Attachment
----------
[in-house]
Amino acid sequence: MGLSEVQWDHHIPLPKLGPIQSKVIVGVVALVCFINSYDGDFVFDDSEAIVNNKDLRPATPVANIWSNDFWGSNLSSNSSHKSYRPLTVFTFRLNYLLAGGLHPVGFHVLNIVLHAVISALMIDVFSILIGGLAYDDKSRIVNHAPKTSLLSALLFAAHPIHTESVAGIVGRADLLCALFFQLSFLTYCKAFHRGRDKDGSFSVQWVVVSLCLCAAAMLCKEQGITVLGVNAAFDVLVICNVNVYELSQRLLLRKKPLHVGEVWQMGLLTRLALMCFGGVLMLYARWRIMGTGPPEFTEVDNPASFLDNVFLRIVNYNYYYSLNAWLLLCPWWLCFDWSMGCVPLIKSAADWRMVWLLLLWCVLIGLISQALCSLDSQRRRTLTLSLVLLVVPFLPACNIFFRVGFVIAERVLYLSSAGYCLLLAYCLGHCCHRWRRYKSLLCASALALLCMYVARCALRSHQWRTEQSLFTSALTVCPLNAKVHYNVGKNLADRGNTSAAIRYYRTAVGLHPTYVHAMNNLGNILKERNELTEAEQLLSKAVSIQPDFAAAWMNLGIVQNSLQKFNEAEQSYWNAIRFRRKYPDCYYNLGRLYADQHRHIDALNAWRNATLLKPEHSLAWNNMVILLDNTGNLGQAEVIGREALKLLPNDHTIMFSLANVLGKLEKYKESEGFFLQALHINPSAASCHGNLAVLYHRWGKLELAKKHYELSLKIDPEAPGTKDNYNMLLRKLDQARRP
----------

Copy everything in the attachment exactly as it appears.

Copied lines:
[in-house]
Amino acid sequence: MGLSEVQWDHHIPLPKLGPIQSKVIVGVVALVCFINSYDGDFVFDDSEAIVNNKDLRPATPVANIWSNDFWGSNLSSNSSHKSYRPLTVFTFRLNYLLAGGLHPVGFHVLNIVLHAVISALMIDVFSILIGGLAYDDKSRIVNHAPKTSLLSALLFAAHPIHTESVAGIVGRADLLCALFFQLSFLTYCKAFHRGRDKDGSFSVQWVVVSLCLCAAAMLCKEQGITVLGVNAAFDVLVICNVNVYELSQRLLLRKKPLHVGEVWQMGLLTRLALMCFGGVLMLYARWRIMGTGPPEFTEVDNPASFLDNVFLRIVNYNYYYSLNAWLLLCPWWLCFDWSMGCVPLIKSAADWRMVWLLLLWCVLIGLISQALCSLDSQRRRTLTLSLVLLVVPFLPACNIFFRVGFVIAERVLYLSSAGYCLLLAYCLGHCCHRWRRYKSLLCASALALLCMYVARCALRSHQWRTEQSLFTSALTVCPLNAKVHYNVGKNLADRGNTSAAIRYYRTAVGLHPTYVHAMNNLGNILKERNELTEAEQLLSKAVSIQPDFAAAWMNLGIVQNSLQKFNEAEQSYWNAIRFRRKYPDCYYNLGRLYADQHRHIDALNAWRNATLLKPEHSLAWNNMVILLDNTGNLGQAEVIGREALKLLPNDHTIMFSLANVLGKLEKYKESEGFFLQALHINPSAASCHGNLAVLYHRWGKLELAKKHYELSLKIDPEAPGTKDNYNMLLRKLDQARRP